In trying to fix a problem for some, the state made things worse for her son and others, she said. Individuals with a dual diagnosis are no more cookie-cutter than other people, she said.

“It’s not one size fits all,” she said. “Clients need different things.”

After the Montana Legislature ordered the closure of the Montana Developmental Center in Boulder, the town's most vulnerable residents faced a loss in services.

The thorniest issue

According to a national survey on drug use and health, 21 in 100 Montana adults report symptoms of mental illness, with five in 100 reporting serious mental illness. That translates to 42,000 Montanans in need of mental health services. George, Shawn, the 28-year-old client in Sadowski’s story and others like them represent only about a tenth of a percent of those 42,000.

But their severe needs make them among the most costly to serve.

When the state cut funding last year, affecting services for Montanans with disabilities and mental illness, cries arose that it would hurt those least able to argue their cases.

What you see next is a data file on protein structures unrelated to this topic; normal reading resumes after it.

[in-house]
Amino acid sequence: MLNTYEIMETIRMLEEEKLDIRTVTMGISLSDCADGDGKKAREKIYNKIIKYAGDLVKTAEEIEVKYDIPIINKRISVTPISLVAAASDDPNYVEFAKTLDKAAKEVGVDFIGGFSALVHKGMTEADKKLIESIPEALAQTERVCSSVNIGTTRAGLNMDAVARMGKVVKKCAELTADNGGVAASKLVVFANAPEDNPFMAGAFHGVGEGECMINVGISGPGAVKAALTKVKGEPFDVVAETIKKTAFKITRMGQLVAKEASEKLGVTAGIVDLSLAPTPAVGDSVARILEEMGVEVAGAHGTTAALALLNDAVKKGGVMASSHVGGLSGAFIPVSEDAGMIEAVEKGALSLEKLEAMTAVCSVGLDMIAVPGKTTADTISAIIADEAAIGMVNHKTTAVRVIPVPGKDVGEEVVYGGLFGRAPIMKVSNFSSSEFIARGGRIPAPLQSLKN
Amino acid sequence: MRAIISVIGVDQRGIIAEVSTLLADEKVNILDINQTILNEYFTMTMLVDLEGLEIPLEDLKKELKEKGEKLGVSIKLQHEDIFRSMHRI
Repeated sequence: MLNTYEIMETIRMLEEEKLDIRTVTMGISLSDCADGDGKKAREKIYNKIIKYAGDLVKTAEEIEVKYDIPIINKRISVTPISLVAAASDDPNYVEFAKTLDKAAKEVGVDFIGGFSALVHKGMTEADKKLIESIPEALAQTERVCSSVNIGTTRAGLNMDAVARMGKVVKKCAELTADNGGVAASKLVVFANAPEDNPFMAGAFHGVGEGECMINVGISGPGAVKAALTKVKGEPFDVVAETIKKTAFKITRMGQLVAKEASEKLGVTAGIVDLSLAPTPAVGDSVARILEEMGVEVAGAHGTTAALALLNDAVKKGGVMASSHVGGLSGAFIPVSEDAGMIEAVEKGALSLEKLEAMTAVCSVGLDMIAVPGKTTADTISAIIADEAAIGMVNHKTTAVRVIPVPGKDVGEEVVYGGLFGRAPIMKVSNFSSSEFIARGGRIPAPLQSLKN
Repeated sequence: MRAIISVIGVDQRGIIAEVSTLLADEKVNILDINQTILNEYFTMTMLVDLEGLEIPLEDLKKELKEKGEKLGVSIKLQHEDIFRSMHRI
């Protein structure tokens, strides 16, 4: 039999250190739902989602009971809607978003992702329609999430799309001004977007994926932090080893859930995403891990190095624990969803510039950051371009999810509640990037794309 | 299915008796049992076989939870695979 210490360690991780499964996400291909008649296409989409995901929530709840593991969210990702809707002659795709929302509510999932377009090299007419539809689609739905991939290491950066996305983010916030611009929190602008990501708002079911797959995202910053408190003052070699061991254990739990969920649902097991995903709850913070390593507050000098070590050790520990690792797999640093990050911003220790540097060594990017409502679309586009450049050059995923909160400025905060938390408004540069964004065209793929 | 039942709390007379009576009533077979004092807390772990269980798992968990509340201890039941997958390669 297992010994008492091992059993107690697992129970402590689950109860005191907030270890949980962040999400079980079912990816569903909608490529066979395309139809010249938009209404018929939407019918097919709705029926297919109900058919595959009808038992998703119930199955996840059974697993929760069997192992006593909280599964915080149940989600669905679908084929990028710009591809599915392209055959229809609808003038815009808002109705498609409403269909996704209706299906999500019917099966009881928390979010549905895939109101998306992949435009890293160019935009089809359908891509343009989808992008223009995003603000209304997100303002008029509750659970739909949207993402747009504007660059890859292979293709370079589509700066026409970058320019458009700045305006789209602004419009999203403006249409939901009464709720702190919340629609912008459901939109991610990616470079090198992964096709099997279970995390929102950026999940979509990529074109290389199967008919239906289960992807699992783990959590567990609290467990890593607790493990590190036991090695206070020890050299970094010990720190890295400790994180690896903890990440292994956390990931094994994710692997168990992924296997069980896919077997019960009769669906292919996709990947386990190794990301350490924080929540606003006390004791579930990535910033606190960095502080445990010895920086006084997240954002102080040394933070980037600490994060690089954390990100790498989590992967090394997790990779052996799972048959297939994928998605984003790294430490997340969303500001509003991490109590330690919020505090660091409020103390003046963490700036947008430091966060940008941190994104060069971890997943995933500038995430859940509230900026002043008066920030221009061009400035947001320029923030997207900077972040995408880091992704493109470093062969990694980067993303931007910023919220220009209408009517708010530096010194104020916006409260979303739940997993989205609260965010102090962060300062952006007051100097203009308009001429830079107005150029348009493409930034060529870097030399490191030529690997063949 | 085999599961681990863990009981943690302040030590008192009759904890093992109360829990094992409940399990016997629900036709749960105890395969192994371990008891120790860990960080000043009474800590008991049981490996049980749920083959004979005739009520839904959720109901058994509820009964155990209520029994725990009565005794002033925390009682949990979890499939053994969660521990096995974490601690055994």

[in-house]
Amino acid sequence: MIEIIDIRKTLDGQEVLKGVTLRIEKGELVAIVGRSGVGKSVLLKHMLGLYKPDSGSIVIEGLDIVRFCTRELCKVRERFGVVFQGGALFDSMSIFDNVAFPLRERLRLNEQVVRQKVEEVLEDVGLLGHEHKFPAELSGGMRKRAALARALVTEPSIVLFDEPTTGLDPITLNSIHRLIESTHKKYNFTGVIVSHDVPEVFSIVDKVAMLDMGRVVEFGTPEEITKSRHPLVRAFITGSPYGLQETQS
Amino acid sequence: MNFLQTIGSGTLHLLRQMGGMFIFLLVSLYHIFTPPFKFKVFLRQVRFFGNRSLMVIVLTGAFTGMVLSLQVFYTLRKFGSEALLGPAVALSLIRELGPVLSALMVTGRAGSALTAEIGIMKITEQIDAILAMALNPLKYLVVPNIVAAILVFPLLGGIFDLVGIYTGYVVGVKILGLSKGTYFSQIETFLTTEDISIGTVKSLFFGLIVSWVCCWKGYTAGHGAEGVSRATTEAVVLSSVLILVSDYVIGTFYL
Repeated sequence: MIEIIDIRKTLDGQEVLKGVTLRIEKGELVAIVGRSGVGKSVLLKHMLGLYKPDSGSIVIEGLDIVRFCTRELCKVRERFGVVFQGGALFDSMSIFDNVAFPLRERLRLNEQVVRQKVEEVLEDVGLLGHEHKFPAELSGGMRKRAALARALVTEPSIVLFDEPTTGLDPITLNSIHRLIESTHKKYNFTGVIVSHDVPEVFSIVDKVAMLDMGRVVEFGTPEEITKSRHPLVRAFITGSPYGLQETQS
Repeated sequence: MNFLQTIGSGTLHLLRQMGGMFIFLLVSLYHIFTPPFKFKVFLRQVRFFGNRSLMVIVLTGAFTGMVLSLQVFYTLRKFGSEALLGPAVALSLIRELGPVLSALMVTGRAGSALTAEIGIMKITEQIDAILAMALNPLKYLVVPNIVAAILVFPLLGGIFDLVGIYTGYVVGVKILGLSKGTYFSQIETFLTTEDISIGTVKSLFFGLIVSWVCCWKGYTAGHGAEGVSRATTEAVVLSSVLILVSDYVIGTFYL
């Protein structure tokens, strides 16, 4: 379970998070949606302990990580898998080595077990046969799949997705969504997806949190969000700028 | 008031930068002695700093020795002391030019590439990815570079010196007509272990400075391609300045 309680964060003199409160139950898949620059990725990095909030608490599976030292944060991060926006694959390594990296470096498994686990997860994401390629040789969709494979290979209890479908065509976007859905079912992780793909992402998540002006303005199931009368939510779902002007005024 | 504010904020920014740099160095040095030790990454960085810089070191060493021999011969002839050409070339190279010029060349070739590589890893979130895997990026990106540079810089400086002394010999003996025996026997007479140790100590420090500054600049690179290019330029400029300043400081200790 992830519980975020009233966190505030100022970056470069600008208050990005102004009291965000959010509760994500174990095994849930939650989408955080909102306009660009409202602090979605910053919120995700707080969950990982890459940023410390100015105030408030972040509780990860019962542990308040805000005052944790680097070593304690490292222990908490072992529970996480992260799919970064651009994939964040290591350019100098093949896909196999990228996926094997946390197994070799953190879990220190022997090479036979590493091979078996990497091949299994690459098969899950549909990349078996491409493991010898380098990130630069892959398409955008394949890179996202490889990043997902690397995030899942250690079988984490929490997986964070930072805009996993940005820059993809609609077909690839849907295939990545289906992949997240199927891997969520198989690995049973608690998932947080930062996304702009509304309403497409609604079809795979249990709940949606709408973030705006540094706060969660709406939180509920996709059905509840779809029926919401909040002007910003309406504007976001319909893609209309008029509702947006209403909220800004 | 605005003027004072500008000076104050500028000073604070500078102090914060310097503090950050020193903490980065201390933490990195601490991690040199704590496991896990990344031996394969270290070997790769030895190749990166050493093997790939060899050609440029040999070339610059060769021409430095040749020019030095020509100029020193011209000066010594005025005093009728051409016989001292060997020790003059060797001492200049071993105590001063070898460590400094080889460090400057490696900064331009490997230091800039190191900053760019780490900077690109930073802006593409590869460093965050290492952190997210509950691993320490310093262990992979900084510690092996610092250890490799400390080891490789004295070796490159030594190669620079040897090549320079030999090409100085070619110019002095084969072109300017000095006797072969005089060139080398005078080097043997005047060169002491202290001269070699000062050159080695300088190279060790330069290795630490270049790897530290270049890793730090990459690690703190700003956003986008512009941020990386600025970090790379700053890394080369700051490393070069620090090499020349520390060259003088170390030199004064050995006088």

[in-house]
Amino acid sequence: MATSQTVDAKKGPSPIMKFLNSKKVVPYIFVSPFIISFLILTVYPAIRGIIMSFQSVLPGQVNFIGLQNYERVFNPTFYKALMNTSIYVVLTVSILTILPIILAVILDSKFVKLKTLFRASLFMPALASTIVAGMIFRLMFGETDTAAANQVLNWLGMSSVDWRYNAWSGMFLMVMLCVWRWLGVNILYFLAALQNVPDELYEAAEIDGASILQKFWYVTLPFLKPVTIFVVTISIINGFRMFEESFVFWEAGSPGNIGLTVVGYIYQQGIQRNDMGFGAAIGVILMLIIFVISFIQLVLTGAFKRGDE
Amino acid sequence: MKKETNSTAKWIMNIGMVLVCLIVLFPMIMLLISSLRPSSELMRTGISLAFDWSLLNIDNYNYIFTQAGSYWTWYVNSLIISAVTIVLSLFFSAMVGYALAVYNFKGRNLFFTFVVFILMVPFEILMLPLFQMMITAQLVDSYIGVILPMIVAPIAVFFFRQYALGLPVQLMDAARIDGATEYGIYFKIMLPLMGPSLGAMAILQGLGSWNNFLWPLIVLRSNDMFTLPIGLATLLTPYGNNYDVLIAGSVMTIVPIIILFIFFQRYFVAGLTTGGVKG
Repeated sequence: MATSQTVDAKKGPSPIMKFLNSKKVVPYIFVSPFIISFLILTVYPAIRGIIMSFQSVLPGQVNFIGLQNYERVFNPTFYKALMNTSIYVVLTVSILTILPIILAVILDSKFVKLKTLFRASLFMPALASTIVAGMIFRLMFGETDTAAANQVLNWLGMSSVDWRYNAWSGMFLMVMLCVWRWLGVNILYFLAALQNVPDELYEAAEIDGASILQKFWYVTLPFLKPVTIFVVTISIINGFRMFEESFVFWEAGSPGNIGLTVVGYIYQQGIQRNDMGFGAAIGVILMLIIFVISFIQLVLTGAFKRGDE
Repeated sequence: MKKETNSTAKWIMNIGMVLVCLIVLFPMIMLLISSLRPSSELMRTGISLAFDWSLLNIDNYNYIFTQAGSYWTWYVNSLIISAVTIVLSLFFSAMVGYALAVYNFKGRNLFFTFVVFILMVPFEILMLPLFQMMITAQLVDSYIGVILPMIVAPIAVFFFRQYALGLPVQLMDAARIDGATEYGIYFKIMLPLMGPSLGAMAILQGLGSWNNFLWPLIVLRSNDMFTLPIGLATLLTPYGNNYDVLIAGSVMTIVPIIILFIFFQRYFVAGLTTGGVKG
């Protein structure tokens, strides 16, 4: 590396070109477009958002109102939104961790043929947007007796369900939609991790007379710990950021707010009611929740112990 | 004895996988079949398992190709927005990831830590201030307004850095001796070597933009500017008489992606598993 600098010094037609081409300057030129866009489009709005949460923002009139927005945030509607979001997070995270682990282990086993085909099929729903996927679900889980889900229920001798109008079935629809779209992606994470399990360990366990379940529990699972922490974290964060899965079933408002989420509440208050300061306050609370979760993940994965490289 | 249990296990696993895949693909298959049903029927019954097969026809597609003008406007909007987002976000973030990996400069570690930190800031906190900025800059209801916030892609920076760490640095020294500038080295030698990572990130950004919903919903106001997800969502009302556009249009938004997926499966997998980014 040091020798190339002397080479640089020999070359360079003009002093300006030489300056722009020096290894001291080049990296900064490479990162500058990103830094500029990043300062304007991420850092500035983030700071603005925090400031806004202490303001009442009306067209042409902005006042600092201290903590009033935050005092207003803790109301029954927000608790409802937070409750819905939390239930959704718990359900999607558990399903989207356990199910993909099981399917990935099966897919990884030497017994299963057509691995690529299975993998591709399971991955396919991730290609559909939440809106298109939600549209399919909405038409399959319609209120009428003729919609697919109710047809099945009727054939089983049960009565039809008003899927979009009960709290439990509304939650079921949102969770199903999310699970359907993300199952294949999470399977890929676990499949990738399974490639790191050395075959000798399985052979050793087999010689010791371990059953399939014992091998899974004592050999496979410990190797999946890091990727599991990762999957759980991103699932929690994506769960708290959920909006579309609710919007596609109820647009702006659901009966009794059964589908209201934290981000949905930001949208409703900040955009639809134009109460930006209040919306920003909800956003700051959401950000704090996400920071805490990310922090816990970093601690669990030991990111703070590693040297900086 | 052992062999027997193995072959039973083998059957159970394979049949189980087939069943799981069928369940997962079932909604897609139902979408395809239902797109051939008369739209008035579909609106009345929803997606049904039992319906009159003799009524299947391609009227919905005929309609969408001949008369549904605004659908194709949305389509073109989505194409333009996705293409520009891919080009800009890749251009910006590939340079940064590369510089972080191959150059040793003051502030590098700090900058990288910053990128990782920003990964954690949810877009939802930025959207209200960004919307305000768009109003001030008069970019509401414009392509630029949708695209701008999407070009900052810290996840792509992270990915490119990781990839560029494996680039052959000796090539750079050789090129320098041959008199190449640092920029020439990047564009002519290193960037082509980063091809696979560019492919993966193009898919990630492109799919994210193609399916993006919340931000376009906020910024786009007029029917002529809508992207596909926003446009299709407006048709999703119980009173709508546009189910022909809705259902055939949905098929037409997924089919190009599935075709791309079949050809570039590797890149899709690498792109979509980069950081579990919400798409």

“Those most vulnerable are those who will suffer the most from our inability to properly fund our responsibilities,” seven Democratic legislators told the Legislative Finance Interim Committee in a March 13, 2018 letter.

“By failing to properly fund these services, we are clearly failing to protect public health (and) safety needs of the people we serve. It is truly an emergency, and to do nothing is not who we are as Montanans,” said the letter.

The legislators urged a reversal of cuts to community case management funds that allow Montanans with disabilities and mental illness “to sustain their health, livelihoods and yes, their very lives.”

Restoring those cuts, however, would not address the challenges with George, Shawn and the others with the most severe needs. Even before the cuts, everyone examining the problem seemed to agree there was just not enough money.

Fran Sadowski, left, and Carol Dailey, far right, seek solutions for serving clients with both mental illness and developmental disabilities.
Jan Anderson/Boulder Monitor

If there were more money

That does not mean there are no answers out there, given enough money.

In a “Developmental Disability Crisis Plan” presentation to the MDC study council, Developmental Services Division Administrator Rebecca de Camara said, “The best way to deal with a crisis is to prevent it from happening.”